The Benoist Airboat
July 14, 2014 (Scottsdale, AZ)
This year marked 100 years of commercial aviation, which has come a long way throughout the years. We have the Wright Brothers to thank for getting it all started back in 1903 with their historic 12 minute flight in the Wright Flyer at Kitty Hawk, North Carolina. Once man was able to take to the sky in a powered aircraft, the possibilities for commercial flight were endless.
Today it seems pretty routine to hop on a commercial flight and fly anywhere in the world, but back in 1914 it wasn’t that easy. The first true, paid commercial flight took place in 1914, between Tampa and St. Petersburg, Florida. The Benoist Airboat held one passenger that needed to weigh less than 200 pounds and the flight took 25 minutes. The cost of a one-way ticket was $5.00. A few years later, KLM (Royal Dutch Airlines) started scheduled flights between Amsterdam and London, and is still in operation today, making them they oldest commercial airline.
100 Hundred Years of Advancement
The first Trans-Pacific flight was on a Pan-Am M-130 Clipper in 1935. It flew from San Francisco to Manila in a week and had to make several stops to get there. The Clipper was a flying boat with spacious cabins and a dining area. The American Airlines Douglas DC-3 entered into service in 1936, offering flights from New York to Chicago. The DC-3 was known as “the plane that changed the world.” It was considered a modern marvel for its time, having both long range capabilities and speed.
De Havilland Comet
By 1952, the jet-age had arrived and the British made De Havilland Comet was the first commercial jetliner. Jets soon took over the commercial airline industry and by 1970 the world’s first wide-body luxury airliner took flight. Pan Am introduced New York to London flights aboard their beautiful, huge Boeing 747. Additional milestones followed over the next two decades beginning with Southwest Airlines’ introduction of their low-cost fare approach. By 1973, the first female pilot was flying for Frontier Airlines. In the 1980s, American Airlines offered the first frequent flyer miles program, providing incentives and benefits for repeat customers.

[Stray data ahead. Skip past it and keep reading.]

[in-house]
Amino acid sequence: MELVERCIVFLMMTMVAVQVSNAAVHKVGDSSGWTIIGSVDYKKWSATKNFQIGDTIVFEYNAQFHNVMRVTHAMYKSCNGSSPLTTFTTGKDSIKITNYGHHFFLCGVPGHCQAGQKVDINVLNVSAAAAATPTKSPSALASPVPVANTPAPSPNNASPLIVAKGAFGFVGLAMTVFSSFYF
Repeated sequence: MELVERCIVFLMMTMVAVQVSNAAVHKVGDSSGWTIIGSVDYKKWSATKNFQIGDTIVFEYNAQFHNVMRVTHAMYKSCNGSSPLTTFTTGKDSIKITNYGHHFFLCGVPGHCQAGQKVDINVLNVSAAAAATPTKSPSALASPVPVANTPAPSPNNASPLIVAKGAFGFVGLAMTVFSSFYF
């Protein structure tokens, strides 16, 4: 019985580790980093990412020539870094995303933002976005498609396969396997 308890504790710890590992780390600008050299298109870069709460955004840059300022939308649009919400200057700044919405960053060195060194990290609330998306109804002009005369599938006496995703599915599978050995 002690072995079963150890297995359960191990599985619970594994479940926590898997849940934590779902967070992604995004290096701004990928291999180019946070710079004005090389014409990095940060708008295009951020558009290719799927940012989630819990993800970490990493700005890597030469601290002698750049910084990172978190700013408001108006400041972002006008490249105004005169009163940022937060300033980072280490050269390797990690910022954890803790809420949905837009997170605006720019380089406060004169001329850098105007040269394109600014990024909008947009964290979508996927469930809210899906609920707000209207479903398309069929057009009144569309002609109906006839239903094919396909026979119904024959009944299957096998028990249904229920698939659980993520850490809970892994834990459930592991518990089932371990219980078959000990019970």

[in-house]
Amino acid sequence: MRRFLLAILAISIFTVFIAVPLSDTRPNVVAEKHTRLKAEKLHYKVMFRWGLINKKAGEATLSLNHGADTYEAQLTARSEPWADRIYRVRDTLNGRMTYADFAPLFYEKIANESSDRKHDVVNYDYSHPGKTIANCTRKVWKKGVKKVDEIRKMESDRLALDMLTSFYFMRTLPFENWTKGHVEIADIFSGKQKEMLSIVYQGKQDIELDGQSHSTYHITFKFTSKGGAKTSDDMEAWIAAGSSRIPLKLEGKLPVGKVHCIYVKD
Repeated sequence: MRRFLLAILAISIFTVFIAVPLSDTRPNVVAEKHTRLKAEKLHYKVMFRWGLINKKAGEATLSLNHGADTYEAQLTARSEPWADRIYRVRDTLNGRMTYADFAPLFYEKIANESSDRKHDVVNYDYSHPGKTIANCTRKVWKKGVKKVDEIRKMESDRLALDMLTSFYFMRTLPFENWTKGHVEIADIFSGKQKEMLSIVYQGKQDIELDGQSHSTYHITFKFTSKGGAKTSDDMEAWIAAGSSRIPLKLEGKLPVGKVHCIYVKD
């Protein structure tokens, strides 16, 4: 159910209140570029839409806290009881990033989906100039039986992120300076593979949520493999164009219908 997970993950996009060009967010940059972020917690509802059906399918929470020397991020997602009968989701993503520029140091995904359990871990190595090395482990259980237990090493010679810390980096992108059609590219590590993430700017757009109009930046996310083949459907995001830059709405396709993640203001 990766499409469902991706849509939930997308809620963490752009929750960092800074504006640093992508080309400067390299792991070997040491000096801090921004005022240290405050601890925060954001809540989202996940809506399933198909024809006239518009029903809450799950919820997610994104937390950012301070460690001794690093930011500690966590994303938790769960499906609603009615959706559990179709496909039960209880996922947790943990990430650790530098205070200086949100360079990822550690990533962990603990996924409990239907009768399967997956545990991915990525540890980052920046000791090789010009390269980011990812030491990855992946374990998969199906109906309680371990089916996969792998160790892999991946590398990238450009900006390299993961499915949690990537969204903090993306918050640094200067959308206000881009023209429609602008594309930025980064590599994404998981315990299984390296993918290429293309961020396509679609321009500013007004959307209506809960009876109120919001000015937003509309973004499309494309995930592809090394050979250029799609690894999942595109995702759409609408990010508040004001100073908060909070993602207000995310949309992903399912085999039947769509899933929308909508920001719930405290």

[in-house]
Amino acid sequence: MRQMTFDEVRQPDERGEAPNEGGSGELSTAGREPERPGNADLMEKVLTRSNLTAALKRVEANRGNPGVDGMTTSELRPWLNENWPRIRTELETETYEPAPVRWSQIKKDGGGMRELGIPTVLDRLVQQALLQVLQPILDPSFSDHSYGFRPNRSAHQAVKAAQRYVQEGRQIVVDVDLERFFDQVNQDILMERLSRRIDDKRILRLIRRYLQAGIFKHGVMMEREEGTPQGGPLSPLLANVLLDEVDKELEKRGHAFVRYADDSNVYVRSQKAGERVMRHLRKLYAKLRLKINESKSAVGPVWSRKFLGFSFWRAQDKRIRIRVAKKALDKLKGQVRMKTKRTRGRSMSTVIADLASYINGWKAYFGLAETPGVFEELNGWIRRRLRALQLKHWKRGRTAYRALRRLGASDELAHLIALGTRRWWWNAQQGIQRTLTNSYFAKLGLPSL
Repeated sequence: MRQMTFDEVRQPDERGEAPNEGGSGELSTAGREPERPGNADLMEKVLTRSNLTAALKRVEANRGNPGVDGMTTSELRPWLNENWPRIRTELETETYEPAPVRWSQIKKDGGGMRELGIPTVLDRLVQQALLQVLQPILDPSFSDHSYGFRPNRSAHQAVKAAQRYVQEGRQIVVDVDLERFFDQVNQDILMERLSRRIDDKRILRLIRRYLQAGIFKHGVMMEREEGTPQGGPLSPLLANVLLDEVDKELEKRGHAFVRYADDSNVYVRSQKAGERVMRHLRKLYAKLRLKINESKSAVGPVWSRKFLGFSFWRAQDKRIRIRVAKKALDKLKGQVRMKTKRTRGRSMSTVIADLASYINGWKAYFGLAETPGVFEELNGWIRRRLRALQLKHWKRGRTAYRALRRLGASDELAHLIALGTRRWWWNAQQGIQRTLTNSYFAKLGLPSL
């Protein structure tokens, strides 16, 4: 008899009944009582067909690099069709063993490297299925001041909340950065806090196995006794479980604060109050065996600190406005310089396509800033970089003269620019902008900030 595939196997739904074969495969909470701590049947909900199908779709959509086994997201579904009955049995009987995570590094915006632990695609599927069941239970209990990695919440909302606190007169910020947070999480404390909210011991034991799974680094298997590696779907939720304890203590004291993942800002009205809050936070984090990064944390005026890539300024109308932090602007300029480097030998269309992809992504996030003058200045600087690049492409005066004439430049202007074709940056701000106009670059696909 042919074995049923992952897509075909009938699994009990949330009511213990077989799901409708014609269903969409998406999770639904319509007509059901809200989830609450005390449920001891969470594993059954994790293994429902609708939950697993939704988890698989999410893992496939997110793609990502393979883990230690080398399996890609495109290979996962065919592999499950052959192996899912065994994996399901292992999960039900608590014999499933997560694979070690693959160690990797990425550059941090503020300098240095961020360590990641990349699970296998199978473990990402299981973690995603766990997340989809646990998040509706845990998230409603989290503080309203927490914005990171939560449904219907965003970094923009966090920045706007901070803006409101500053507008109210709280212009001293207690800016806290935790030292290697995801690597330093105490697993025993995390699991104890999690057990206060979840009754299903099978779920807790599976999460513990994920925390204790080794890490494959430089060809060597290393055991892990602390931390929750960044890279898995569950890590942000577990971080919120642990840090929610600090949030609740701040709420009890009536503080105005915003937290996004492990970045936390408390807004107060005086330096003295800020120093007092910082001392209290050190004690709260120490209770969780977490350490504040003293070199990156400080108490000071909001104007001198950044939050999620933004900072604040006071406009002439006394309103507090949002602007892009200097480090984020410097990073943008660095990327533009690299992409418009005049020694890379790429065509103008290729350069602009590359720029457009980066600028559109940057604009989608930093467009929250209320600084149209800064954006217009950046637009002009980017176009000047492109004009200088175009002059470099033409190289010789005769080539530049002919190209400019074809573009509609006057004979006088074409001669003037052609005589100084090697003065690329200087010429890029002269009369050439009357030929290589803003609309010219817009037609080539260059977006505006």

Airbus A380 – Photo by Joe Ravi
Commercial jets have become bigger, faster and more technologically advanced. In 2007 the world’s largest commercial aircraft, the Boeing 747, was replaced with the mammoth Airbus A380 Super-jumbo.
Compared to early commercial jets like the De Havilland Comet, that held 44 passengers, this modern marvel has two passenger decks and holds 853 passengers. If Airbus has something to say, the future of commercial airliners is going to be something like a scene out of Star Wars. Design concepts for future aircraft can be found on their website , featuring a jet with a skeleton-like frame called a bionic structure and membrane. The membrane allows you to see panoramic views of the outside. Other futuristic features include “organically grown” seats. The plant-based seats adapt to the passengers’ bodies and conform to become a custom fit for the individual. The seat will offer a massage, drinks and vitamins. Body heat absorbed by the seat will create energy that will be used to help power the aircraft’s cabin; according to www.airbus.com. The special organic materials used in the cabin will clean and repair themselves. Personal cabin spaces can transform into an office or a bedroom and the cabin and jet could change shape. It all sounds so futuristic (much like it would have been for the Wright Brothers to imagine a 747), but Airbus claims it will become a reality in the not too distant future.
Looking back over the last 100 years of commercial aviation and the advances that have been made, it’s easy to imagine a future like Airbus predicts. To view some of these amazing concepts, you can go to: http://www.airbus.com/innovation/future-by-airbus/concept-planes/
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